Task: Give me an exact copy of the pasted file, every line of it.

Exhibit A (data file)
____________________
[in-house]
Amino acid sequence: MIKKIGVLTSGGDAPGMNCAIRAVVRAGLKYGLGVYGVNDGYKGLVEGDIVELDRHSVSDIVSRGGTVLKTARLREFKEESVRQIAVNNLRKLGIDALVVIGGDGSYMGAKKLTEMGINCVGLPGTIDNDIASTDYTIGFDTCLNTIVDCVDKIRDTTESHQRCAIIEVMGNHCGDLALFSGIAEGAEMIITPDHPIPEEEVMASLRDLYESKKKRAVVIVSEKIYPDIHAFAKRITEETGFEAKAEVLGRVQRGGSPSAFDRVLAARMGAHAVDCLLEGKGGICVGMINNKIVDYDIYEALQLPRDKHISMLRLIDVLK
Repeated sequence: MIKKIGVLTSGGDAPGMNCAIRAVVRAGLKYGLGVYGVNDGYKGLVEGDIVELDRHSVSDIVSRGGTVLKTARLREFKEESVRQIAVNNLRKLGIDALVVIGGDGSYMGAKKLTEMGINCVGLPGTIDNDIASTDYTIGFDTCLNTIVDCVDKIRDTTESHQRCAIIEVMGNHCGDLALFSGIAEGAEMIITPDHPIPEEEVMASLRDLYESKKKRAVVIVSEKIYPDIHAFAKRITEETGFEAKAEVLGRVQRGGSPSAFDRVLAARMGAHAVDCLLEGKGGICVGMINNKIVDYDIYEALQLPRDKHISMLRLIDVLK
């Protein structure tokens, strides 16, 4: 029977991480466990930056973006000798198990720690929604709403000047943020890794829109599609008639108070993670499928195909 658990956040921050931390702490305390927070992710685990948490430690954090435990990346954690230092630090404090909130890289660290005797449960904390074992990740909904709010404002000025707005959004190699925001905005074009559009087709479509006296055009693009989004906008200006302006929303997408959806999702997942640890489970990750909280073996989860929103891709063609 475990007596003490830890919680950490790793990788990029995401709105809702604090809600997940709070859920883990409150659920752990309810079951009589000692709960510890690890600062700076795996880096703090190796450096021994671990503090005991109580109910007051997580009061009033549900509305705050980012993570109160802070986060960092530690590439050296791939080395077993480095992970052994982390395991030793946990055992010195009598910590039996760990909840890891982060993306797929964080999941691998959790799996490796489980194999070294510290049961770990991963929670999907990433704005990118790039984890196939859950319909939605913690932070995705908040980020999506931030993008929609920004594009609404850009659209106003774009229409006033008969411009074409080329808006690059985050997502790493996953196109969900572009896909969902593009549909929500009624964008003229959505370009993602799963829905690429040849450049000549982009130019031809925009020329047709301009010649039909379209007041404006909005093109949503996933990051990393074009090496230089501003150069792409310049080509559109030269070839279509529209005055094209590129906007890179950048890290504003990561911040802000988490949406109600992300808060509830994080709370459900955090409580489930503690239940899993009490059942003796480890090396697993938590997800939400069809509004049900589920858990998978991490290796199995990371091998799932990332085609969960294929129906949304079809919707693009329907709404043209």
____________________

[in-house]
Amino acid sequence: MIKKIGVLTSGGDAPGMNCAIRAVVRAGLKYGLGVYGVNDGYKGLVEGDIVELDRHSVSDIVSRGGTVLKTARLREFKEESVRQIAVNNLRKLGIDALVVIGGDGSYMGAKKLTEMGINCVGLPGTIDNDIASTDYTIGFDTCLNTIVDCVDKIRDTTESHQRCAIIEVMGNHCGDLALFSGIAEGAEMIITPDHPIPEEEVMASLRDLYESKKKRAVVIVSEKIYPDIHAFAKRITEETGFEAKAEVLGRVQRGGSPSAFDRVLAARMGAHAVDCLLEGKGGICVGMINNKIVDYDIYEALQLPRDKHISMLRLIDVLK
Repeated sequence: MIKKIGVLTSGGDAPGMNCAIRAVVRAGLKYGLGVYGVNDGYKGLVEGDIVELDRHSVSDIVSRGGTVLKTARLREFKEESVRQIAVNNLRKLGIDALVVIGGDGSYMGAKKLTEMGINCVGLPGTIDNDIASTDYTIGFDTCLNTIVDCVDKIRDTTESHQRCAIIEVMGNHCGDLALFSGIAEGAEMIITPDHPIPEEEVMASLRDLYESKKKRAVVIVSEKIYPDIHAFAKRITEETGFEAKAEVLGRVQRGGSPSAFDRVLAARMGAHAVDCLLEGKGGICVGMINNKIVDYDIYEALQLPRDKHISMLRLIDVLK
């Protein structure tokens, strides 16, 4: 029977991480466990930056973006000798198990720690929604709403000047943020890794829109599609008639108070993670499928195909 658990956040921050931390702490305390927070992710685990948490430690954090435990990346954690230092630090404090909130890289660290005797449960904390074992990740909904709010404002000025707005959004190699925001905005074009559009087709479509006296055009693009989004906008200006302006929303997408959806999702997942640890489970990750909280073996989860929103891709063609 475990007596003490830890919680950490790793990788990029995401709105809702604090809600997940709070859920883990409150659920752990309810079951009589000692709960510890690890600062700076795996880096703090190796450096021994671990503090005991109580109910007051997580009061009033549900509305705050980012993570109160802070986060960092530690590439050296791939080395077993480095992970052994982390395991030793946990055992010195009598910590039996760990909840890891982060993306797929964080999941691998959790799996490796489980194999070294510290049961770990991963929670999907990433704005990118790039984890196939859950319909939605913690932070995705908040980020999506931030993008929609920004594009609404850009659209106003774009229409006033008969411009074409080329808006690059985050997502790493996953196109969900572009896909969902593009549909929500009624964008003229959505370009993602799963829905690429040849450049000549982009130019031809925009020329047709301009010649039909379209007041404006909005093109949503996933990051990393074009090496230089501003150069792409310049080509559109030269070839279509529209005055094209590129906007890179950048890290504003990561911040802000988490949406109600992300808060509830994080709370459900955090409580489930503690239940899993009490059942003796480890090396697993938590997800939400069809509004049900589920858990998978991490290796199995990371091998799932990332085609969960294929129906949304079809919707693009329907709404043209």